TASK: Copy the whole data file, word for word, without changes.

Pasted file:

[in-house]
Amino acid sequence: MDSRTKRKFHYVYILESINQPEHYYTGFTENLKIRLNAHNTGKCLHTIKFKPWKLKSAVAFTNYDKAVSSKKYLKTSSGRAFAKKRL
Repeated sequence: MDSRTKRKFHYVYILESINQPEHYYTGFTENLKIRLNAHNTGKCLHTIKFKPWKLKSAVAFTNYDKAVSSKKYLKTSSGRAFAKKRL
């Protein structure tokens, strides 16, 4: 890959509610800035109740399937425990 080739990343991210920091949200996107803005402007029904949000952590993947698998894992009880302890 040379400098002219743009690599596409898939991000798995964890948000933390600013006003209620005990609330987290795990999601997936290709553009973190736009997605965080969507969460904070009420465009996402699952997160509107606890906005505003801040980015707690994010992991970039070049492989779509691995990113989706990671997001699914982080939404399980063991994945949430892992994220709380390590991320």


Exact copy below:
[in-house]
Amino acid sequence: MDSRTKRKFHYVYILESINQPEHYYTGFTENLKIRLNAHNTGKCLHTIKFKPWKLKSAVAFTNYDKAVSSKKYLKTSSGRAFAKKRL
Repeated sequence: MDSRTKRKFHYVYILESINQPEHYYTGFTENLKIRLNAHNTGKCLHTIKFKPWKLKSAVAFTNYDKAVSSKKYLKTSSGRAFAKKRL
């Protein structure tokens, strides 16, 4: 890959509610800035109740399937425990 080739990343991210920091949200996107803005402007029904949000952590993947698998894992009880302890 040379400098002219743009690599596409898939991000798995964890948000933390600013006003209620005990609330987290795990999601997936290709553009973190736009997605965080969507969460904070009420465009996402699952997160509107606890906005505003801040980015707690994010992991970039070049492989779509691995990113989706990671997001699914982080939404399980063991994945949430892992994220709380390590991320």